4. Live performance (6 out of 10): When you watch the Strokes perform live, Hammond is usually the only person who seems excited to be there. He supposedly selects clothing that makes dancing easier, and he sometimes makes jokes during interviews that are authentically funny. He gets the lion’s share of these points.

5. Attitude: (1 out of 5): All the Strokes get 1 point apiece. In this regard, they are equal.

6. Intangibles (7 out of 15): Hammond’s father recorded at least one song (“It Never Rains in Southern California”) that’s probably better than any song the Strokes have ever made. Al Jr. wears three-piece suits on warm days, holds his guitar like Buddy Holly, is pictured smoking (!) in the liner notes for Is This It, and has not dated Drew Barrymore. In a broad sense, Hammond’s role in the Strokes is inherently intangible; as a result, he dominates this category.

We now have Albert Hammond Jr.’s Gross Rock VORM: 27 (this is slightly higher than two of the other three Strokes, but lower than the irreplaceable Julian, who pulls down a 41). But this is only his gross score; since there are five members of the band, we need to divide by five.3 This is how we establish the Adjusted Rock VORM (ARV). Hammond’s ARV is 5.8, which denotes how much more valuable he is compared to any random rhythm guitarist the Strokes could pull off the streets of lower Manhattan. We work from the premise that our hypothetical replacement musician would earn an ARV of 1.0, which means Hammonds is 5.8 times better.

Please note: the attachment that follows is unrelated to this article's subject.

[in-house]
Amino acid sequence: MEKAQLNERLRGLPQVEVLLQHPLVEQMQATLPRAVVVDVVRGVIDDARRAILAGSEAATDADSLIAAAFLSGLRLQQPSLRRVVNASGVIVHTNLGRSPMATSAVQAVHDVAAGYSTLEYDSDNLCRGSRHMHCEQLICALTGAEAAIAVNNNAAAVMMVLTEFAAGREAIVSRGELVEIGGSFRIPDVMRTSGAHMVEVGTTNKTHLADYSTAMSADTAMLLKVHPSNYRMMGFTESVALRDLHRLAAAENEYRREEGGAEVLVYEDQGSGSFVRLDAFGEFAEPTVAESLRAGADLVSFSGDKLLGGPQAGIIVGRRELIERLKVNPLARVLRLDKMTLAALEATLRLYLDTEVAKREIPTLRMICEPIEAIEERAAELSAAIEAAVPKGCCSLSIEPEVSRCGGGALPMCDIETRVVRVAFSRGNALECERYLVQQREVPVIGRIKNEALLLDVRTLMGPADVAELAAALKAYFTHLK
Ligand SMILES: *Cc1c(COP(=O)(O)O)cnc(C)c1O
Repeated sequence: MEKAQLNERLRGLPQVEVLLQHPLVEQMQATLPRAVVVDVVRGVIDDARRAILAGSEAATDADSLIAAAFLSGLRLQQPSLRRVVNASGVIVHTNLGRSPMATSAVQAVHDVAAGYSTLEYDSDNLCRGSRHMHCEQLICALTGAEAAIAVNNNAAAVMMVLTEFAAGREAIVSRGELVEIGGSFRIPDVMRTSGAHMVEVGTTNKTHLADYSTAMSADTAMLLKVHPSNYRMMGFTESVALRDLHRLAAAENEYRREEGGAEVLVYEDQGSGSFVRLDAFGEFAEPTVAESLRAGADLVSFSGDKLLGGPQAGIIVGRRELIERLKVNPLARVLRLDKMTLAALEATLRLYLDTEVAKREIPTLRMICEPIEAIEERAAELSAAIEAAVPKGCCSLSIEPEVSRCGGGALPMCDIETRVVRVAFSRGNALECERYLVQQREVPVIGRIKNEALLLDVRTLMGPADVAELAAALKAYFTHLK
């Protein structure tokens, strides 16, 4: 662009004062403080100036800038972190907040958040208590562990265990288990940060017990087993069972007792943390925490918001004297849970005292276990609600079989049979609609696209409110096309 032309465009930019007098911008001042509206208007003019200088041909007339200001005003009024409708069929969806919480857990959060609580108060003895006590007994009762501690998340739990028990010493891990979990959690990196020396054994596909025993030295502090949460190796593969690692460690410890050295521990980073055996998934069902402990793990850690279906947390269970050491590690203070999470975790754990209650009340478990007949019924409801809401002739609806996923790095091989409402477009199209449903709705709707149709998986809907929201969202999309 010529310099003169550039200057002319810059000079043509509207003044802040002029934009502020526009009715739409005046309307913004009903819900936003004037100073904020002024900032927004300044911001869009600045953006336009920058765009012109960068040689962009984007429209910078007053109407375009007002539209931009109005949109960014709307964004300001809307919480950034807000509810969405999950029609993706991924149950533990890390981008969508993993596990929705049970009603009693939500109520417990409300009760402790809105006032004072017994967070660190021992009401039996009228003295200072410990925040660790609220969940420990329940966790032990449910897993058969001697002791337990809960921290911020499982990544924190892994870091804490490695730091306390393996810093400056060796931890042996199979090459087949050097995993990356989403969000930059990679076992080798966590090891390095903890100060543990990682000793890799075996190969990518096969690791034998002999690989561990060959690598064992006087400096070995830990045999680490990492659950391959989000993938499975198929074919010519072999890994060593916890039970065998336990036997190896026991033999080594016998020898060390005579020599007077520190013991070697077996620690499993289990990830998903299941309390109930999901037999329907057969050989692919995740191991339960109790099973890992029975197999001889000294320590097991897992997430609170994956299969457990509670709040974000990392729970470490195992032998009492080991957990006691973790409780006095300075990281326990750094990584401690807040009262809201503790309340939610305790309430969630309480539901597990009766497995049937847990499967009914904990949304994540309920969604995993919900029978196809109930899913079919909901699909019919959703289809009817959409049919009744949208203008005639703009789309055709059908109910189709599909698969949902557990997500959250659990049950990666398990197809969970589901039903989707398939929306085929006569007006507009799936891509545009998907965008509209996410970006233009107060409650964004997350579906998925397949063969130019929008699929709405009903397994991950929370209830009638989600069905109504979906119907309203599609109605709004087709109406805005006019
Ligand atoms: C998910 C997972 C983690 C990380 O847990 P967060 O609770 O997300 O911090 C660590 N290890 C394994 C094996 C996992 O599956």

Go here to read the entire piece. We’ve been over this probably about 100 times in the comments section, but Klosterman’s column begs the question: How important is Albert to The Strokes?

More importantly, is Klosterman’s VORM a logical way to compare musicians or is it just a way for him to make a couple hundred dollars and keep his editors happy?

{ 19 comments… read them below or add one }

1 Jake June 24, 2011 at 1:04 pm

Simply put The Strokes wouldn’t be The Strokes without one of the original members. Despite Julian’s overwhelming songwriting contributions to the band, they all appear as a united force in their image. Without one of them the balance would be off, hence, no The Strokes.